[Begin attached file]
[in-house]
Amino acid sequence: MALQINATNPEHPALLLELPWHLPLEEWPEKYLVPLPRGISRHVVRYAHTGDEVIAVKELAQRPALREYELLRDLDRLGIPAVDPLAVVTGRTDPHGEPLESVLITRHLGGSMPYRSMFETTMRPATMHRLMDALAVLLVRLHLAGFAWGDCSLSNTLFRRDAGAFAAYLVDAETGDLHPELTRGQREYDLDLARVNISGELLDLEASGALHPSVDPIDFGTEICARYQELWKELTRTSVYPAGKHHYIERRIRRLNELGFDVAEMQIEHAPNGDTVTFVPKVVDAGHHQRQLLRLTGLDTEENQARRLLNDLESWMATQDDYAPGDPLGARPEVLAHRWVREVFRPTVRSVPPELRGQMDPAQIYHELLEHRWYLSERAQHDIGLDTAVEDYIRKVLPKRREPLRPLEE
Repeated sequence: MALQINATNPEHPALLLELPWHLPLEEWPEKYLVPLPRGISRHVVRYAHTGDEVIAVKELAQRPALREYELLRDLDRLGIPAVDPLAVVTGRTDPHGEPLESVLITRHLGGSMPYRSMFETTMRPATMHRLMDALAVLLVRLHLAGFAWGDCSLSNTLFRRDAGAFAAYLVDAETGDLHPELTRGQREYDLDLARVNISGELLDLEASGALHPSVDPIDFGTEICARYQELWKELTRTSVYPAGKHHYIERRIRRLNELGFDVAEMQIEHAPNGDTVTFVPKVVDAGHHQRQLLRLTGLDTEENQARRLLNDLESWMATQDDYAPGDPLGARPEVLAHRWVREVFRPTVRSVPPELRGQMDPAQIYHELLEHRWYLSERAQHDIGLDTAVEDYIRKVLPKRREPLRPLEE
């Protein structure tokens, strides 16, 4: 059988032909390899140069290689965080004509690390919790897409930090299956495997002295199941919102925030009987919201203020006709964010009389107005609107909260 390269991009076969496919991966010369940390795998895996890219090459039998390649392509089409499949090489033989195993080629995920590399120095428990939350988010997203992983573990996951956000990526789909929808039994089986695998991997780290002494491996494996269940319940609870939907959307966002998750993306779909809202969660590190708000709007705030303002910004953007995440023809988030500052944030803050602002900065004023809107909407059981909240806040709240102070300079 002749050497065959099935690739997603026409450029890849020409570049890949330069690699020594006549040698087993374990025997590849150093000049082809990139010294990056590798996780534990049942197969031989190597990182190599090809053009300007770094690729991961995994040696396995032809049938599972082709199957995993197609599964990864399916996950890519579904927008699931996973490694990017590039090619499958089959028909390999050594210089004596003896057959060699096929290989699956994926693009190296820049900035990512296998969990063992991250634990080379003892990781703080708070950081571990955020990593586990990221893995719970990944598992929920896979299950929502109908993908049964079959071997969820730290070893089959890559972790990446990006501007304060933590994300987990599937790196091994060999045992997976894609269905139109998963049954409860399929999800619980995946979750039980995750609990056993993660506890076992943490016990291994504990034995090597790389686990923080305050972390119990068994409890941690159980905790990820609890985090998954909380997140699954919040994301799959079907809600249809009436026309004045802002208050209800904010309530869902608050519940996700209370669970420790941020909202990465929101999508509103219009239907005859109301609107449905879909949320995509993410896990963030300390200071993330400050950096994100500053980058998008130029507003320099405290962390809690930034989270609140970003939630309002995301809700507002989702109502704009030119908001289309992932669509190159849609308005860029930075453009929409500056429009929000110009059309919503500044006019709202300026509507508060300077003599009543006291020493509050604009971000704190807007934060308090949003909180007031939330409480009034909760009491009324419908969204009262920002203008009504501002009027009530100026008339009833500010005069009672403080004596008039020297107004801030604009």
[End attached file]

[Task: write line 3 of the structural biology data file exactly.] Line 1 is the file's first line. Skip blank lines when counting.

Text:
Repeated sequence: MALQINATNPEHPALLLELPWHLPLEEWPEKYLVPLPRGISRHVVRYAHTGDEVIAVKELAQRPALREYELLRDLDRLGIPAVDPLAVVTGRTDPHGEPLESVLITRHLGGSMPYRSMFETTMRPATMHRLMDALAVLLVRLHLAGFAWGDCSLSNTLFRRDAGAFAAYLVDAETGDLHPELTRGQREYDLDLARVNISGELLDLEASGALHPSVDPIDFGTEICARYQELWKELTRTSVYPAGKHHYIERRIRRLNELGFDVAEMQIEHAPNGDTVTFVPKVVDAGHHQRQLLRLTGLDTEENQARRLLNDLESWMATQDDYAPGDPLGARPEVLAHRWVREVFRPTVRSVPPELRGQMDPAQIYHELLEHRWYLSERAQHDIGLDTAVEDYIRKVLPKRREPLRPLEE